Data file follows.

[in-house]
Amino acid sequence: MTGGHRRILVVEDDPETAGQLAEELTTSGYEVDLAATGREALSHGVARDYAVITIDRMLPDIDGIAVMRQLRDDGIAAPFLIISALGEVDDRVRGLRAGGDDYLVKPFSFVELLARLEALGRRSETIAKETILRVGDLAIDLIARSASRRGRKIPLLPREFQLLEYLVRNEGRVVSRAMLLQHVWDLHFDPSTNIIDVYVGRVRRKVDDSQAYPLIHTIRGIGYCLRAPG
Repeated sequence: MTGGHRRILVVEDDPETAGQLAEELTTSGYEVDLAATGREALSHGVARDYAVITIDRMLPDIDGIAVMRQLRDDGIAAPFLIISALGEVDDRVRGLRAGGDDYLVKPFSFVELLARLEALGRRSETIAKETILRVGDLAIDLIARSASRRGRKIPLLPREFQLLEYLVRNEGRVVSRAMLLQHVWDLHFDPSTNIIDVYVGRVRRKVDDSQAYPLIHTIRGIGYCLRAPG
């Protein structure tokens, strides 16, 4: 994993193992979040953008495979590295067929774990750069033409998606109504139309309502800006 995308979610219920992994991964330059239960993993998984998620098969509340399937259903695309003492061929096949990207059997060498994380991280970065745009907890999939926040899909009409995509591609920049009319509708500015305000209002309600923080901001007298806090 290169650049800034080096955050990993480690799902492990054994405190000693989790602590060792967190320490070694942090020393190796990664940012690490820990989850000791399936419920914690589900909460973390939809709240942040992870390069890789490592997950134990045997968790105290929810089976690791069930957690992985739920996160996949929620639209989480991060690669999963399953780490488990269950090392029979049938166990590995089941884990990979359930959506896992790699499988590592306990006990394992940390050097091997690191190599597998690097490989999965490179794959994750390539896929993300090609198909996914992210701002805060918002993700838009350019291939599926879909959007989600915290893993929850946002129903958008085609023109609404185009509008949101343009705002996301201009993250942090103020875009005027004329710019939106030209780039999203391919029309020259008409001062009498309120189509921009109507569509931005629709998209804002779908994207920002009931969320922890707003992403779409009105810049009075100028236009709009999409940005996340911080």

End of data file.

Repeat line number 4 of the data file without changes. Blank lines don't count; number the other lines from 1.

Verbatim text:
């Protein structure tokens, strides 16, 4: 994993193992979040953008495979590295067929774990750069033409998606109504139309309502800006 995308979610219920992994991964330059239960993993998984998620098969509340399937259903695309003492061929096949990207059997060498994380991280970065745009907890999939926040899909009409995509591609920049009319509708500015305000209002309600923080901001007298806090 290169650049800034080096955050990993480690799902492990054994405190000693989790602590060792967190320490070694942090020393190796990664940012690490820990989850000791399936419920914690589900909460973390939809709240942040992870390069890789490592997950134990045997968790105290929810089976690791069930957690992985739920996160996949929620639209989480991060690669999963399953780490488990269950090392029979049938166990590995089941884990990979359930959506896992790699499988590592306990006990394992940390050097091997690191190599597998690097490989999965490179794959994750390539896929993300090609198909996914992210701002805060918002993700838009350019291939599926879909959007989600915290893993929850946002129903958008085609023109609404185009509008949101343009705002996301201009993250942090103020875009005027004329710019939106030209780039999203391919029309020259008409001062009498309120189509921009109507569509931005629709998209804002779908994207920002009931969320922890707003992403779409009105810049009075100028236009709009999409940005996340911080």